By Jane Norman, CQ HealthBeat Associate Editor
June 12, 2009 -- As Congress debates how to rein in cost and at the same time improve quality in the nation's health care system, top executives from nine health provider organizations Friday endorsed a set of ideas tied to coordinated care for patients that they predicted could save the Medicare system some $500 to $600 billion in 10 years.
"We will not control health care costs until we create clear incentives for providers — the people who deliver care — to focus on quality and efficiency," the CEOs, many of them from the West Coast, said in a report produced by the non-profit New America Foundation.
At a forum organized by the foundation, the CEOs said that the traditional fee-for-service Medicare system is unsustainable and that providers should be held accountable by Medicare for reasonable cost and quality standards by a specified date. Because Medicare drives so much of what goes on in the rest of the health system, change should start there and in Medicaid to the degree possible in that program, they said.
They also declared that Medicare should begin the transition toward bundled payment models, encourage accountable organizations that accept full responsibility for high-quality patient care and efficient performance, make payments contingent on compliance with strict quality standards and eliminate the Sustainable Growth Rate (SGR) for determining physician payments. The SGR is a mechanism devised by Congress in 1997 to keep a lid on the growth of such payments in comparison with the growth of the economy overall.
The CEOs did not specify how much each of their recommendations would save Medicare, but they said they "firmly believe" that up to 30 percent of the $2.4 trillion now spent on health care is the result of too few efforts to coordinate care and not enough attention to quality.
They also said that in the broader context of the health overhaul, they support health exchanges or new marketplaces for purchase of health insurance, reforms that end discrimination based on age, sex or health status; subsidies financed through "broadly shared responsibility" to ensure affordable coverage; and a mandate that individuals be covered by insurance.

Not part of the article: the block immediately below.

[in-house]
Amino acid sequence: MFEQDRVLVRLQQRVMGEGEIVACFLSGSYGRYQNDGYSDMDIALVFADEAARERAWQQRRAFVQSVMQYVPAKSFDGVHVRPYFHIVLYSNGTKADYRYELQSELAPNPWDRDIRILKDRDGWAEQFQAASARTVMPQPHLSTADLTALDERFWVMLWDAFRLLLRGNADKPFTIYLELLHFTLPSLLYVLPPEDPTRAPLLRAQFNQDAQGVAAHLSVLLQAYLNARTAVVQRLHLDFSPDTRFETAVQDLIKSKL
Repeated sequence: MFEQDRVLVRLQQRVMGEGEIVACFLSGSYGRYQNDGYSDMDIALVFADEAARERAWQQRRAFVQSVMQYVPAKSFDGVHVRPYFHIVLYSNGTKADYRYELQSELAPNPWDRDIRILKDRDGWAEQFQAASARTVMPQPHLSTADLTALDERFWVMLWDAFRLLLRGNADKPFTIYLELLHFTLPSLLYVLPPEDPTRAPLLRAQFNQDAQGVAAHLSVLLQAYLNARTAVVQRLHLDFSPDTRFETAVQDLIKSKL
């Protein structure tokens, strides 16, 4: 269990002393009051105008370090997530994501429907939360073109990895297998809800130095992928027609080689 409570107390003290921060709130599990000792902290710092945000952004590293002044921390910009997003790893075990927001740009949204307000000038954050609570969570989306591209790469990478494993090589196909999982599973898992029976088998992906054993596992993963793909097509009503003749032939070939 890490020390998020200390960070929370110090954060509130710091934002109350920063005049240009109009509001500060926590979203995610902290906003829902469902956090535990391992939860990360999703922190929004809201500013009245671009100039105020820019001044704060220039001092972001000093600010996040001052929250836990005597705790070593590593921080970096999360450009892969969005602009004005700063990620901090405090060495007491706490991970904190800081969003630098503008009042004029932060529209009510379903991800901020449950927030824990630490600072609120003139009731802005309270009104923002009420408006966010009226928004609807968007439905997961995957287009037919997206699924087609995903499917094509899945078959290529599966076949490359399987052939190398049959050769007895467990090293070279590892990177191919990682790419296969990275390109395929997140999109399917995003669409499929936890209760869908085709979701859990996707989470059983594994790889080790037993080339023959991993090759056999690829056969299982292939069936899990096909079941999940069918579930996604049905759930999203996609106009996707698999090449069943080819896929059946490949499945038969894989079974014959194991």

"We really are here to try to create space for a bipartisan conversation about health reform," said Len Nichols, director of the centrist foundation's health policy efforts and a health official with the Office of Management and Budget during the Clinton administration.
Nancy-Ann DeParle, the White House director of health reform, spoke briefly at the event and praised the health CEOs for coming together to make the recommendations, calling them a "very serious group of people who actually serve patients," manage budgets and work with insurance companies and the government. "We embrace a lot of the ideas you have here," she said, including elimination of the SGR. "You're the leaders in your sector," she said.
The CEOs are Patricia A. Gabow, CEO and medical director of Denver Health; Scott Armstrong, president and CEO of Group Health Cooperative in Seattle; Nicholas Wolter, CEO of the Billings Clinic in Billings, Mont.; Anthony R. Tersigni, president and CEO of Ascension Health in St. Louis; Gary Kaplan, chairman and CEO of Virginia Mason Medical Center in Seattle; Lloyd Dean, president and CEO of Catholic Healthcare West; Kenneth C. Frazier, president for Global Human Health at Merck & Co. Inc.; Bruce Bodaken, chairman and CEO of Blue Shield of California; and Donna Katen-Bahensky, president and chief executive officer of the University of Wisconsin Hospital and Clinics.
Armstrong said Group Health Cooperative is a nonprofit health care system that coordinates care and coverage, with 610,000 people enrolled in a broad portfolio of health plans. It is the largest integrated group practice in the Pacific Northwest, with 950 physicians caring for patients through medical centers spanning Washington and Idaho.
Cooperative health arrangements are under study as a possible component of the health care overhaul proposal to be written by the Senate Finance Committee, at the suggestion of Sen. Kent Conrad, D-N.D., and as a way of deflecting criticism over a government-sponsored plan.
As an example of the way Group Health provides coordinated care, Armstrong said the cooperative decided eight years ago to invest in medical technology that tracks patient care. Every provider, including pharmacists and nurses, has "up to the minute" access on patient records on clinical care, any time day or night, he said. "Every one of our patients can get access to that clinical information from literally any computer in the world," he added. "They can look at their lab results. They can schedule an appointment with their doctor. They can e-mail their physician and expect a reply the next morning."